Farm to Cone: an Organic Ice-Cream Experience

Piccadilly Ice CreamI am a mother of 3 ice-cream obsessed children who are on a mission to sample ice-creams from here to CA. Piccadilly Creamery had been on our list for awhile and we finally made it over there after an eye-opening excursion to MOCA. We were greeted with a smile as we entered and asked, “Have you ever been here before?” “Nope, we’re first-timers.” Adrian proceeded to explain the process…which was more involved than I’d expect and included spraying a cloud of liquid nitrogen beside our feet. He definitely had my attention now!

Piccadilly Ice CreamAs we looked through the glass window in front of the counter trying to decide on what flavor ice cream we each wanted, we discovered that the vats of cream…were melted! We chose our flavor and toppings and then Adrian spooned the cream into a large metal mixer. He doused the cream with a spray of liquid nitrogen and began mixing. As pillows of smoke wafted out of the sides of the metal container, the liquid nitrogen worked its magic and made…ice cream.Piccadilly Ice Cream

Here’s something that might surprise you: I’m not a huge ice cream fan myself. I can take it or leave it. But I took a bite of my son’s vanilla bean and have never been the same again. This was unlike any ice cream I have ever had. It was the smoothest, creamiest experience my tastebud have ever enjoyed. That’s in part because of the liquid nitrogen.  Because it freezes in record time, using liquid nitrogen to make ice cream minimizes the size of ice crystals and results in a much creamier, smoother ice cream. But I think the ingredients play a bigger part.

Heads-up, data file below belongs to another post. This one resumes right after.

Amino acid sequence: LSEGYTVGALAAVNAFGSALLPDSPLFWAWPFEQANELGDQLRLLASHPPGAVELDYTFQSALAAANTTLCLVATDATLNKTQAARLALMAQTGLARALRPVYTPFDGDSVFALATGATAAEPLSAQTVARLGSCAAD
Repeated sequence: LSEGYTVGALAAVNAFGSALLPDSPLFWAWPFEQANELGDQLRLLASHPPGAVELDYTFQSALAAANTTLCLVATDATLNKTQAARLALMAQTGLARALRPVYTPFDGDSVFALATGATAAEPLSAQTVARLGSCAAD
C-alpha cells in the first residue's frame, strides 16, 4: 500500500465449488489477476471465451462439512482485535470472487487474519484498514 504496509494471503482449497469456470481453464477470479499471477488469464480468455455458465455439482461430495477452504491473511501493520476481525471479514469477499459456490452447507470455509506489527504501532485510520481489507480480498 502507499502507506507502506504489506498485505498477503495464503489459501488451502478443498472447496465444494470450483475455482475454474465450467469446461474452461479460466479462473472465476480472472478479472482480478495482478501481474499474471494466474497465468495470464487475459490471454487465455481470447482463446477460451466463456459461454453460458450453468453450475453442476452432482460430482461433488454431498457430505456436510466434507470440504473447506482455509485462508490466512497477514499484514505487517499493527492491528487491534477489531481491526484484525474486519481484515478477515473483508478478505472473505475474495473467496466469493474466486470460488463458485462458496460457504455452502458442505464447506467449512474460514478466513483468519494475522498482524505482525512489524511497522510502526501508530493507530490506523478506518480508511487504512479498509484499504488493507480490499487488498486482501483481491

Owners Cosmin and Adrian are passionate about about food–specifically, locally-grown, organic, chemical-, antibiotic- and hormone-free high quality food. Adrian explained that they source their cream from Guernsey cows that live on Amish farms. These cows are pretty darn special.  Ordinary cows’ milk contains 2 types of beta-casein protein, A1 and A2. Research has shown the A2 protein is digested differently to A1. This one small difference in a protein might explain why so many people today are lactose-intolerent.   People who had discomfort when drinking ordinary cows’ milk that contained the A1 protein were able to enjoy A2 without suffering discomfort.  Piccadilly only uses A2 milk and their cows only make 6 gallons of milk a day.  This milk is loaded with vitamin A & D–naturally unlike the fortified milk most readily available.


Piccadilly Creamery, 11607 Euclid Ave, Cleveland.



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Author: Heather Zachariah

Former Art Director for Home Magazine, Heather Leahy Zachariah, left her career in publishing after baby number number one. She now works from home as a freelance graphic designer and a chauffeur to her 3 busy kids. "Working on TipsFromTown has been a wonderful outlet for me. It renewed my love of publishing where I can design colorful, enticing pages online and allows me to share the things I love about being a mom." Heather grew up in Shaker Heights, Ohio, a place that still is near and dear to her. " After living in Brooklyn for 18 years and studying Graphic Design at Pratt Institute, she now lives in the Jersey burbs. "I love living so close to NYC, but in my heart, I'm an Ohio girl."


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